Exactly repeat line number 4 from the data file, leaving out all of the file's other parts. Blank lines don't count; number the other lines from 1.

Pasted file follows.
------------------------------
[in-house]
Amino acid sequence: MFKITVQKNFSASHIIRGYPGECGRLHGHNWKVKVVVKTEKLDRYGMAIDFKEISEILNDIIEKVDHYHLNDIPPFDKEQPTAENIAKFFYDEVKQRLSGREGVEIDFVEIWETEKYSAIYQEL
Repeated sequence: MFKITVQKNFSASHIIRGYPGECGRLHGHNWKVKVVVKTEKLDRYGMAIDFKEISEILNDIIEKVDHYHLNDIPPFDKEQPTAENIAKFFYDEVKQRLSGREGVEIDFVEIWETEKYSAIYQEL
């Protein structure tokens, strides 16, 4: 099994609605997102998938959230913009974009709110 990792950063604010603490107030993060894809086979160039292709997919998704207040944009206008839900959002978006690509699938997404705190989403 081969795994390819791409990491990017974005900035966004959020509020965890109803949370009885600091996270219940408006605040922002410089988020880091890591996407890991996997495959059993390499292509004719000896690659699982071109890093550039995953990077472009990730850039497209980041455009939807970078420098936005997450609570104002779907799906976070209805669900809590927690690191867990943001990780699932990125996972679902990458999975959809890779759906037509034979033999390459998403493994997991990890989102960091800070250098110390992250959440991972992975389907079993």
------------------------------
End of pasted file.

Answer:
């Protein structure tokens, strides 16, 4: 099994609605997102998938959230913009974009709110 990792950063604010603490107030993060894809086979160039292709997919998704207040944009206008839900959002978006690509699938997404705190989403 081969795994390819791409990491990017974005900035966004959020509020965890109803949370009885600091996270219940408006605040922002410089988020880091890591996407890991996997495959059993390499292509004719000896690659699982071109890093550039995953990077472009990730850039497209980041455009939807970078420098936005997450609570104002779907799906976070209805669900809590927690690191867990943001990780699932990125996972679902990458999975959809890779759906037509034979033999390459998403493994997991990890989102960091800070250098110390992250959440991972992975389907079993």